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MySQL Installation Guide  /  Upgrading MySQL  /  Upgrade Troubleshooting

10.13 Upgrade Troubleshooting

  • A schema mismatch in a MySQL 5.7 instance between the .frm file of a table and the InnoDB data dictionary can cause an upgrade to MySQL 8.0 to fail. Such mismatches may be due to .frm file corruption. To address this issue, dump and restore affected tables before attempting the upgrade again.

  • If problems occur, such as that the new mysqld server does not start, verify that you do not have an old my.cnf file from your previous installation. You can check this with the --print-defaults option (for example, mysqld --print-defaults). If this command displays anything other than the program name, you have an active my.cnf file that affects server or client operation.

  • If, after an upgrade, you experience problems with compiled client programs, such as Commands out of sync or unexpected core dumps, you probably have used old header or library files when compiling your programs. In this case, check the date for your mysql.h file and libmysqlclient.a library to verify that they are from the new MySQL distribution. If not, recompile your programs with the new headers and libraries. Recompilation might also be necessary for programs compiled against the shared client library if the library major version number has changed (for example, from to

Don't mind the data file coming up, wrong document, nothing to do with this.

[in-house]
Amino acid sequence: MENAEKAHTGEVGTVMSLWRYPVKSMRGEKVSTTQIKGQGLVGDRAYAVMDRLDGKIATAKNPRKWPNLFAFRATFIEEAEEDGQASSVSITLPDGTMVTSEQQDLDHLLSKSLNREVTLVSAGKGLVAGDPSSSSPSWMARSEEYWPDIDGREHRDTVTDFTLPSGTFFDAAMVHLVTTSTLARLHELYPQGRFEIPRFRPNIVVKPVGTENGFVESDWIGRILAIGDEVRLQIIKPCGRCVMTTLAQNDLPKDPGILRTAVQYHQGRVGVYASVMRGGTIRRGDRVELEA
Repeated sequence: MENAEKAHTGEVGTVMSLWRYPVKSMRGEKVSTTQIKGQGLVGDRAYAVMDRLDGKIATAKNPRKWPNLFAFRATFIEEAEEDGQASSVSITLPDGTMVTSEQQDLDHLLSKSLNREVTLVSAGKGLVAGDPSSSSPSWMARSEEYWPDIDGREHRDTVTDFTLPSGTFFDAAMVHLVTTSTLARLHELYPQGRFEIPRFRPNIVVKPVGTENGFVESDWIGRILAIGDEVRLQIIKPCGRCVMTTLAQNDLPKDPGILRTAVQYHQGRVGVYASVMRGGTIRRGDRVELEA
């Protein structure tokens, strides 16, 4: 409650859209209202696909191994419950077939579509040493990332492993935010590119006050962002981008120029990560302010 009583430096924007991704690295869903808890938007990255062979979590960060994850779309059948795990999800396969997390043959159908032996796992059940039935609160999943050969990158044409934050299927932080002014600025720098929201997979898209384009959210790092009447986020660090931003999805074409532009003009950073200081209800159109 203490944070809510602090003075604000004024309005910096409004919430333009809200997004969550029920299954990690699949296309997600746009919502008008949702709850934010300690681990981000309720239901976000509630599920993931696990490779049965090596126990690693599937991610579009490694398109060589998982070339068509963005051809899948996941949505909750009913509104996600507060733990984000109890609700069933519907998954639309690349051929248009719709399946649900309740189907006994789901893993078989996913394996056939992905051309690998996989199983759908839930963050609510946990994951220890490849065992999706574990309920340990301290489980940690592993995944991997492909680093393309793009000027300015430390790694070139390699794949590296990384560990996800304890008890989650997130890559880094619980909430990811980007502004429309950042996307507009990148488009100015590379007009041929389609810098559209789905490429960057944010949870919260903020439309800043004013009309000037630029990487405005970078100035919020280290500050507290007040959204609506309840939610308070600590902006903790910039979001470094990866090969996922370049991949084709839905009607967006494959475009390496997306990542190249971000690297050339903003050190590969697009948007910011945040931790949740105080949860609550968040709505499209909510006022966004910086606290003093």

• If you have created a loadable function with a given name and upgrade MySQL to a version that implements a new built-in function with the same name, the loadable function becomes inaccessible. To correct this, use DROP FUNCTION to drop the loadable function, and then use CREATE FUNCTION to re-create the loadable function with a different nonconflicting name. The same is true if the new version of MySQL implements a built-in function with the same name as an existing stored function. See Function Name Parsing and Resolution, for the rules describing how the server interprets references to different kinds of functions.

  • If upgrade to MySQL 8.0 fails due to any of the issues outlined in Section 10.6, “Preparing Your Installation for Upgrade”, the server reverts all changes to the data directory. In this case, remove all redo log files and restart the MySQL 5.7 server on the existing data directory to address the errors. The redo log files (ib_logfile*) reside in the MySQL data directory by default. After the errors are fixed, perform a slow shutdown (by setting innodb_fast_shutdown=0) before attempting the upgrade again.